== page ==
Dr. Yongdae Kim, Korea Advanced Institute of Science and Technology (KAIST)
Jul 4, 2017, Tue, 14:00-15:00
Haojin Zhu, Fan Cheng
Sensors are designed to measure sensor inputs (e.g., physical quantities) and transfer sensor outputs (e.g. voltage signal) into the embedded devices. In addition, sensor-equipped embedded systems (called sensing-and-actuation systems) decide their actuations according to these sensor outputs, and the systems have no doubt whether the sensor outputs are legitimate or not. Sensors are essential components for safety-critical systems such as self-driving cars, drones and medical devices. Breaking safety in these systems may cause loss of life or disasters. Because of these safety reasons, sensors are often designed to be robust against failure or faults. However, can they maintain safety under adversarial conditions? In this talk, I detail how sensors can be spoofed or prevented from providing correct operation through regular and side-channels. Attacks on various devices such as medical devices, drones, smart wearables, and automobiles will be shown. I'll complete the talk with a few directions and guides to prevent these attacks with a few open problems.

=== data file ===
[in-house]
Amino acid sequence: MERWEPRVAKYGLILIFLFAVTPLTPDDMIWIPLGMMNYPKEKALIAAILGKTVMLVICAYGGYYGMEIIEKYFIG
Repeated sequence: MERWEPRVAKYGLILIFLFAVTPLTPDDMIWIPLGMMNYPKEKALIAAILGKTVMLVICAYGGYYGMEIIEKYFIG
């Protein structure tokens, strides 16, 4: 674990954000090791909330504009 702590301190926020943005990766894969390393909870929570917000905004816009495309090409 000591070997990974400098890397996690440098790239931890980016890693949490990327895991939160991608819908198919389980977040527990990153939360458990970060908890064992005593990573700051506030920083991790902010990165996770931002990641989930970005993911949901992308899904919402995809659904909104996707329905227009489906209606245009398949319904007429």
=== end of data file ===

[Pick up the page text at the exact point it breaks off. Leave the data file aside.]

Yongdae Kim is a Professor in the Department of Electrical Engineering and an affiliate professor in the GSIS at KAIST. He received PhD degree from the computer science department at the University of Southern California. Between 2002 and 2012, he was an associate/assistant professor in the Department of Computer Science and Engineering at the University of Minnesota-Twin Cities. Before joining University of Minnesota, he worked as a research staff for two years in Sconce Group in UC Irvine. Before coming to the US, he worked 6 years in ETRI for securing Korean cyber infrastructure. Between 2013 and 2016, he served as a KAIST Chair Professor. He received NSF career award on storage security and McKnight Land-Grant Professorship Award from University of Minnesota in 2005. Currently, he is serving as a steering committee member of NDSS and associate editor for ACM TISSEC. His current research interests include security issues for various systems such as cyber physical systems, social networks, cellular networks, P2P systems, medical devices, storage systems, mobile/ad hoc/sensor networks, and anonymous communication systems.